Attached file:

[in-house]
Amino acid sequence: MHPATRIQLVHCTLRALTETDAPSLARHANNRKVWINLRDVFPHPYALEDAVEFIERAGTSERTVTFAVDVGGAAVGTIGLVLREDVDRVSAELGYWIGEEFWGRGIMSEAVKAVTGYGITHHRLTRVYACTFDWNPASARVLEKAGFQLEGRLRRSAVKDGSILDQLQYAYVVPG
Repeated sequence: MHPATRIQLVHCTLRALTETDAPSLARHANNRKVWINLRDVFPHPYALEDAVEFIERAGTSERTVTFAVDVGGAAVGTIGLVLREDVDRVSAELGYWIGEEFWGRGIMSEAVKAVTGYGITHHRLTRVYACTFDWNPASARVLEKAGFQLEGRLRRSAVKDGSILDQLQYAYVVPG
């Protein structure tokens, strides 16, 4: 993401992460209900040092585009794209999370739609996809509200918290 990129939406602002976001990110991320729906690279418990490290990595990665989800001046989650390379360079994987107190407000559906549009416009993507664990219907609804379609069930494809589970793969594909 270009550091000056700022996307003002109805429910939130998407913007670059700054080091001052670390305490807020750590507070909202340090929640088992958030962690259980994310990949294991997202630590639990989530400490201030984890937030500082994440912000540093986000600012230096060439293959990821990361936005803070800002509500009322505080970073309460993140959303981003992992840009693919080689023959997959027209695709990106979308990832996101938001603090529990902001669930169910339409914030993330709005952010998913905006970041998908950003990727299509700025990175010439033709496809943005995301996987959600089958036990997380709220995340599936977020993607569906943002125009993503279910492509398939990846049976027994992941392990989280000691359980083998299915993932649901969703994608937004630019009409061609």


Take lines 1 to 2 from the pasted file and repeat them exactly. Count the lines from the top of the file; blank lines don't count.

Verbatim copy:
[in-house]
Amino acid sequence: MHPATRIQLVHCTLRALTETDAPSLARHANNRKVWINLRDVFPHPYALEDAVEFIERAGTSERTVTFAVDVGGAAVGTIGLVLREDVDRVSAELGYWIGEEFWGRGIMSEAVKAVTGYGITHHRLTRVYACTFDWNPASARVLEKAGFQLEGRLRRSAVKDGSILDQLQYAYVVPG